arts-techDespite the rise of the internet, visiting physical museums and galleries remains popular. Since 1975, the number of museums globally has more than doubled from 22,000 to 55,000. Europe claims a huge chunk of the world’s museums (over 30,000), and in 2014 over 75 million people visited museums in Europe.

Yet visiting museums and galleries in person takes time and money, particularly as it often involves travelling great distances to see great works of art and culture. There are numerous online projects aimed at making cultural institutions more accessible by digitising art collections, and uploading videos, photos, and other documents of culture and history. But is an online visit as good as an in-person trip to a gallery? Does viewing art online diminish or increase the overall experience?

Debating Europe recently attended the launch of an exhibition on Bruegel at the Royal Museum of Fine Arts in Brussels. Together with the Google Cultural Institute and eight major museums around the world, they’re mixing art, virtual reality, and technology to bring the Flemish master to a global audience who might not otherwise have the opportunity to see his works up close.

Want to learn more about how new technology might improve access to art and culture? Check out our infographic below (click for a bigger version):

art&technology

In 2015, we asked you how technology can help introduce art to a wider audience. In response, we had a comment from Marijus arguing that seeing a painting online is a poor reproduction of the original:

Image of a citizenYou don’t see any surface. You can’t tell if this is gloss or matte or are there any bumps. Also colours look different, because colour is electromagnetic wave, we all see everything in grey if there is not enough light.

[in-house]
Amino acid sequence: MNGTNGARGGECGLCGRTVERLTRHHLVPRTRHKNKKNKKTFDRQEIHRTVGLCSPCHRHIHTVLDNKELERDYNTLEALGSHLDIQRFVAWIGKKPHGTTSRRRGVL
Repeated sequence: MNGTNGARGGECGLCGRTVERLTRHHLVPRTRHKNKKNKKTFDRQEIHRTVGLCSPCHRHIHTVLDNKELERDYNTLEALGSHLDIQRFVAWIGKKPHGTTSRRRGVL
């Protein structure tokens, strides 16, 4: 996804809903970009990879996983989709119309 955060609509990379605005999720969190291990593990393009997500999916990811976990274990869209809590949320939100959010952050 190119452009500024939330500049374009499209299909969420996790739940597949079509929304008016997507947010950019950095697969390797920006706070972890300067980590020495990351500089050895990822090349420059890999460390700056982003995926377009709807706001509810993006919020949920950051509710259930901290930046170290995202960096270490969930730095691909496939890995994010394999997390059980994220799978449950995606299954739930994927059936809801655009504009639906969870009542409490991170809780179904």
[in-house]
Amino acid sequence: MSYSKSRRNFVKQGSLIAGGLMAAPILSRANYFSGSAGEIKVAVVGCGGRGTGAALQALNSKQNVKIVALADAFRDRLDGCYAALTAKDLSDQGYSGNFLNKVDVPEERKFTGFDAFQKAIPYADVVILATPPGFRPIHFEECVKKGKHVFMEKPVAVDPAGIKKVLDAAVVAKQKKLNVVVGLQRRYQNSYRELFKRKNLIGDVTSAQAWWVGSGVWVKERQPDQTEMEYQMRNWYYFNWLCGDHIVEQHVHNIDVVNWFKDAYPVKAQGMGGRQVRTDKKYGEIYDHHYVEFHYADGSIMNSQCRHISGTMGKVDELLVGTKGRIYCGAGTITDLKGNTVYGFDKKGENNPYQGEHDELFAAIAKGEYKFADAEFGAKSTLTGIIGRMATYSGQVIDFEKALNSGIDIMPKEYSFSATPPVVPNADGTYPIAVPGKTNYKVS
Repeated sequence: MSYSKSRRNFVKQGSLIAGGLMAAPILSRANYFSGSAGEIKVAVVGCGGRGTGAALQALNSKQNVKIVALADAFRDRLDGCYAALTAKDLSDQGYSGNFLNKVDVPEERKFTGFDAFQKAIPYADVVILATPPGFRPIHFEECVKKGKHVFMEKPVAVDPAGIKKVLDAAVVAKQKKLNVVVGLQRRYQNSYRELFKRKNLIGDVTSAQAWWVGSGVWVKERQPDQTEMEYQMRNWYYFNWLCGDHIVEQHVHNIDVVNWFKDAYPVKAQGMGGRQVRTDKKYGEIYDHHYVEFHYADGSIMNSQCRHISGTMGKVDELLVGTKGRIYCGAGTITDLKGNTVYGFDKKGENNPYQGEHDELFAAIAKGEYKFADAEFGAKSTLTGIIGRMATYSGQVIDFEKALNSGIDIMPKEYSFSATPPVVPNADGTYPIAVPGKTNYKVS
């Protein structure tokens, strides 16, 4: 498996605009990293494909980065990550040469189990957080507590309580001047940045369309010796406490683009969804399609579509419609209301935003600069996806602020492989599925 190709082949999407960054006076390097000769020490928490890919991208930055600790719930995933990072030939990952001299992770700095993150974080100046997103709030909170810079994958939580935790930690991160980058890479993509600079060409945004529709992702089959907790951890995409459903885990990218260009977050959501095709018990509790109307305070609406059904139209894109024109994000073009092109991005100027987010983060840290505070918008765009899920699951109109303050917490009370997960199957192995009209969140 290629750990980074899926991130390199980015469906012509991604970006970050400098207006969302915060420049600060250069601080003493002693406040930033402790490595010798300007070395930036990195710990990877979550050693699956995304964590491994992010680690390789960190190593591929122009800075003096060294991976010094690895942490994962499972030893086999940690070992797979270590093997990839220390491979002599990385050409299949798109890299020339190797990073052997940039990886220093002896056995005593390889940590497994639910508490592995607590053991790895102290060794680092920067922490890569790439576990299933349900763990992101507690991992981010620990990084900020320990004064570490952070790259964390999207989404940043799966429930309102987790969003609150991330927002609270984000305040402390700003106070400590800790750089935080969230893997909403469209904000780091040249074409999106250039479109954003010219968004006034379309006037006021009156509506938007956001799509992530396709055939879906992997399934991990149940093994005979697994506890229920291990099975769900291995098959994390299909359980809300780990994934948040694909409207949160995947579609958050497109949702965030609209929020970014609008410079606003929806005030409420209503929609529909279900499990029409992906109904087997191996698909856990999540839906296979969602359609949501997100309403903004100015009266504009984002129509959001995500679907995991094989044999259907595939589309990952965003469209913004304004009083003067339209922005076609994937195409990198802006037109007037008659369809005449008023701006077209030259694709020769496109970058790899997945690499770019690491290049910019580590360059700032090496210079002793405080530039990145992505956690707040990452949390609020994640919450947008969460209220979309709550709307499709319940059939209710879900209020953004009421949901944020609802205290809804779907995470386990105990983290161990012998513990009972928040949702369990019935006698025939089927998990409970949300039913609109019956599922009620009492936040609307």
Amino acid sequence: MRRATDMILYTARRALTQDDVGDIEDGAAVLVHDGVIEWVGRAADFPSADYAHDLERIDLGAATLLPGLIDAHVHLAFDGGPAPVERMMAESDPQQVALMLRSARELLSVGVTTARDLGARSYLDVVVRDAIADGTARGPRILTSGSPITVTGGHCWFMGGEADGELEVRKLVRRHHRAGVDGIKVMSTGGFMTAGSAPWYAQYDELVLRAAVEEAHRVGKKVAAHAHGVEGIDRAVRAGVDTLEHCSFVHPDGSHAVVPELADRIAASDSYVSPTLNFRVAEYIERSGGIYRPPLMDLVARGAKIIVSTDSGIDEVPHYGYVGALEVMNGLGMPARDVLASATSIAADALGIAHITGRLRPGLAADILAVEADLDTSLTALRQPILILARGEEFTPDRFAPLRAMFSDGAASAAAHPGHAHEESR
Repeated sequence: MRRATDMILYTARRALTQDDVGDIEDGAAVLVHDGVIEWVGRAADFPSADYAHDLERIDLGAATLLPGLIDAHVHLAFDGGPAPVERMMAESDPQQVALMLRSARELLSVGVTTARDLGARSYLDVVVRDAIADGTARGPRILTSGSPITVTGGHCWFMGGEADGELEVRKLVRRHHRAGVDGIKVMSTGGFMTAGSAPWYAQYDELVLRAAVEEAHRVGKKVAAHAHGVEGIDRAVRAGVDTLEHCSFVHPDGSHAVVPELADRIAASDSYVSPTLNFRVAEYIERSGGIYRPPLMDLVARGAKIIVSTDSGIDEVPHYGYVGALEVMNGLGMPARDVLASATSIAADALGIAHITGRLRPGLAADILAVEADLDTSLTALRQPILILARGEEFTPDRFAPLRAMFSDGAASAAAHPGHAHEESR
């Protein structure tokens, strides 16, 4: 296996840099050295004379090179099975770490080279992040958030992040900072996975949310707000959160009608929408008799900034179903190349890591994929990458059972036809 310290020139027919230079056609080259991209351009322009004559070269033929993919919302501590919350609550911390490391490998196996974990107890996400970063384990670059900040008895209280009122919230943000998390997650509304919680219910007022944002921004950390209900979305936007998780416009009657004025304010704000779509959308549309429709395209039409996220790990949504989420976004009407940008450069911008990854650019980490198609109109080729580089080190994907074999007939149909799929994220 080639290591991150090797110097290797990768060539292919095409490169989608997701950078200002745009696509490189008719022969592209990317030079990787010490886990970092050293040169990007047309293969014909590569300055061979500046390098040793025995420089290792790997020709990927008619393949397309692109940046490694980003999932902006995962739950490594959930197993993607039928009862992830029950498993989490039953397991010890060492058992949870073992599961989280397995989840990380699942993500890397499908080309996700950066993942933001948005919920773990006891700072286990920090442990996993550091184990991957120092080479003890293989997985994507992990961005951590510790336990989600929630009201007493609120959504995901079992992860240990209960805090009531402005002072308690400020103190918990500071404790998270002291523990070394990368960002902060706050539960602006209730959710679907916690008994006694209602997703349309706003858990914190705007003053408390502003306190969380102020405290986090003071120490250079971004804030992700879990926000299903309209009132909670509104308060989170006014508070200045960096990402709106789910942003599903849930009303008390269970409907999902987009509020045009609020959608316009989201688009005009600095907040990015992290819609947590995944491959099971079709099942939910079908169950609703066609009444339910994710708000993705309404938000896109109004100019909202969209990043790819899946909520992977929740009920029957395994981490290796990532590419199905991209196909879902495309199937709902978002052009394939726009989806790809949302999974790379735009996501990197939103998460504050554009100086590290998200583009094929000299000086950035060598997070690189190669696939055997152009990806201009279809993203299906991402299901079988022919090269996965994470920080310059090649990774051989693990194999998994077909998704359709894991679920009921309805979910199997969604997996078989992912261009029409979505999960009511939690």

To get a reaction, we spoke to Jennifer Beauloye, Post-doctoral researcher in Museology and Technology and co-curator of one of the exhibitions currently to be seen in the Belgian Royal Museum of Fine Arts (“2050: A Brief History of the Future”). What would she say to Marijus?

For another perspective, we also spoke to Isabelle Vanhoonacker, Head of Public Services, Royal Museums of Fine Arts of Belgium:

We had a comment from Paul, arguing that online museums cannot match the atmosphere of a live experience.

Image of a citizenTechnology can ‘introduce’ art to a wider audience but it can never replace the atmosphere of actually being at a live event, and that atmosphere is as much a part of the experience as the actual performance

I attended a concert that was streamed live to cinemas throughout the UK for a band I have also seen many times live, and even though I was in a cinema full of people, the streamed concert was completely flat and devoid of any atmosphere. I imagine watching the concert alone on your personal device would be even less enthralling

We asked Pierre Caessa, Programme Manager at the Google Cultural Institute to respond to Paul’s comment:

Does viewing art online diminish the experience? Can an online museum or gallery match the atmosphere of a live experience? Or should we see online exhibitions as a way to encourage more people to visit in person? Let us know your thoughts and comments in the form below, and we’ll take them to policymakers and experts for their reactions!

IMAGE CREDITS: CC / Flickr – Charles Tsevis


30 comments Post a commentcomment

What do YOU think?

  1. avatar
    Valentin Rotaru

    in a certain way it is but it’s not so bad

  2. avatar
    Bart Van Damme

    Sometimes yes, sometimes no. It can be very difficult to appreciate a monument when looking at just a picture, but to appreciate a Pollock painting, for instance, it’s sufficient to put a finger in your throat and look at what ends up on the floor.

  3. avatar
    Marika Kanta

    Δεν ειναι λίγο απο το 1975 , μεχρη σημερα 33 μιλίων .(δυσεκατομυρια ) ποιο πολυ εποισκαιπτες….!!!!! Για την Ακρόπολη αν δεν κανω λαθως…..

  4. avatar
    Andrew Lally

    Does viewing art in a gallery with only 5% of its total holdings on display diminish your experience, waste your time and waste your money?
    At least online, one can often view the total holdings of a museum.
    http://www.bbc.com/…/20150123-7-masterpieces-you-cant-see

  5. avatar
    Titi Puchal

    In a certain way ir does

  6. avatar
    Alba Forzoni

    in my opinion it does

  7. avatar
    Jiminy Frontemar

    Certainly the looks are very cold in my humble opinión

  8. avatar
    Roxana Tiganasu

    ..a bit ..depends what tech is used ..

  9. avatar
    Lisa Goldwater

    Only if you only view online.

  10. avatar
    Antonella Barazzi

    Molto meglio visitare e gustare di persona, ma nell’impossibilitá, va benissimo online..